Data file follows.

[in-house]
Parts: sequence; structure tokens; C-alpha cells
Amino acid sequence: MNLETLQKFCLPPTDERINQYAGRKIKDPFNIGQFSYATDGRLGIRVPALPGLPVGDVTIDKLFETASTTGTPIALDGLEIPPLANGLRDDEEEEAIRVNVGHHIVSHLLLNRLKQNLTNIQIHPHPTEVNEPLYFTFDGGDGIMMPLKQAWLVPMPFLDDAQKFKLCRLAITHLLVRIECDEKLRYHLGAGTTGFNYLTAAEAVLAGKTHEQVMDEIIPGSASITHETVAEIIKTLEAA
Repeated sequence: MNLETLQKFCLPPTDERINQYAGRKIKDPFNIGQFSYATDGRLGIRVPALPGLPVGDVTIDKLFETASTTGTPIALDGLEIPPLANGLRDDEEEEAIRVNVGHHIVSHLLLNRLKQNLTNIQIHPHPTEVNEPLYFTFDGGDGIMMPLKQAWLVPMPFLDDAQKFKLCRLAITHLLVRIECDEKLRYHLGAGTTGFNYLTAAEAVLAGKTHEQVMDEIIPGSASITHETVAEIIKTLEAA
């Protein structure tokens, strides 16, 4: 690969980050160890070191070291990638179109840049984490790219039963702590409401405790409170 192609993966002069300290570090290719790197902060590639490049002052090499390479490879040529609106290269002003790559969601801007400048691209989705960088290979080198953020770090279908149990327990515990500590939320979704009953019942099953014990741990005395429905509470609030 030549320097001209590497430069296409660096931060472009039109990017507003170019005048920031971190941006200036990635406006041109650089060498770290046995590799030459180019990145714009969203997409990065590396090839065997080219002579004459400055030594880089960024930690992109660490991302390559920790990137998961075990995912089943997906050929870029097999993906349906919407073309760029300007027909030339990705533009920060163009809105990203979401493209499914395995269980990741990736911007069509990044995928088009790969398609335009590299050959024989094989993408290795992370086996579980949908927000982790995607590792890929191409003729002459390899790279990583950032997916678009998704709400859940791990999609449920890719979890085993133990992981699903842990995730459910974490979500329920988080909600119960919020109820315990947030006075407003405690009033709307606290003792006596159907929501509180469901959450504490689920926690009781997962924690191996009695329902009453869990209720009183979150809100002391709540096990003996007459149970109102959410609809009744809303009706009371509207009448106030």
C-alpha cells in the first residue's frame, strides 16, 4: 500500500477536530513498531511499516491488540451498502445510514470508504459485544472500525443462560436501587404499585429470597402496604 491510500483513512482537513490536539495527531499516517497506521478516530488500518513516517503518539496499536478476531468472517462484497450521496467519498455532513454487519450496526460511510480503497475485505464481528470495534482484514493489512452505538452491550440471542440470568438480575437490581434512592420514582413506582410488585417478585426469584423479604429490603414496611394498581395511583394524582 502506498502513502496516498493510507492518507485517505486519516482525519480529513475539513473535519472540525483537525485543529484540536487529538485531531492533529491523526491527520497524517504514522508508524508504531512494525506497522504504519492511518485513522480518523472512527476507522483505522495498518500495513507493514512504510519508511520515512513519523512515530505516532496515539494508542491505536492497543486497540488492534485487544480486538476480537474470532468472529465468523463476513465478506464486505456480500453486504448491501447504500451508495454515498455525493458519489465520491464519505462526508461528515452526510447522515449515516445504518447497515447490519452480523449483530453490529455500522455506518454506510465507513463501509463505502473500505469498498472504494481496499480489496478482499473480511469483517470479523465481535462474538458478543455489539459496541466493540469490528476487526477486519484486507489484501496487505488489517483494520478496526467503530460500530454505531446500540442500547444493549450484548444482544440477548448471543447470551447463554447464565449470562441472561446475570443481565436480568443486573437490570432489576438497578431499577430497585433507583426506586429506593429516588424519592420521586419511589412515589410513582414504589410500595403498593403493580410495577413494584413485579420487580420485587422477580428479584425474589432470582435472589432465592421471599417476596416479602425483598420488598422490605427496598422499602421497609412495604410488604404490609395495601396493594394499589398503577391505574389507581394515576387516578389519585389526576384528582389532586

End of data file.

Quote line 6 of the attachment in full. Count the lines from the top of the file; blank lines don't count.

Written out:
C-alpha cells in the first residue's frame, strides 16, 4: 500500500477536530513498531511499516491488540451498502445510514470508504459485544472500525443462560436501587404499585429470597402496604 491510500483513512482537513490536539495527531499516517497506521478516530488500518513516517503518539496499536478476531468472517462484497450521496467519498455532513454487519450496526460511510480503497475485505464481528470495534482484514493489512452505538452491550440471542440470568438480575437490581434512592420514582413506582410488585417478585426469584423479604429490603414496611394498581395511583394524582 502506498502513502496516498493510507492518507485517505486519516482525519480529513475539513473535519472540525483537525485543529484540536487529538485531531492533529491523526491527520497524517504514522508508524508504531512494525506497522504504519492511518485513522480518523472512527476507522483505522495498518500495513507493514512504510519508511520515512513519523512515530505516532496515539494508542491505536492497543486497540488492534485487544480486538476480537474470532468472529465468523463476513465478506464486505456480500453486504448491501447504500451508495454515498455525493458519489465520491464519505462526508461528515452526510447522515449515516445504518447497515447490519452480523449483530453490529455500522455506518454506510465507513463501509463505502473500505469498498472504494481496499480489496478482499473480511469483517470479523465481535462474538458478543455489539459496541466493540469490528476487526477486519484486507489484501496487505488489517483494520478496526467503530460500530454505531446500540442500547444493549450484548444482544440477548448471543447470551447463554447464565449470562441472561446475570443481565436480568443486573437490570432489576438497578431499577430497585433507583426506586429506593429516588424519592420521586419511589412515589410513582414504589410500595403498593403493580410495577413494584413485579420487580420485587422477580428479584425474589432470582435472589432465592421471599417476596416479602425483598420488598422490605427496598422499602421497609412495604410488604404490609395495601396493594394499589398503577391505574389507581394515576387516578389519585389526576384528582389532586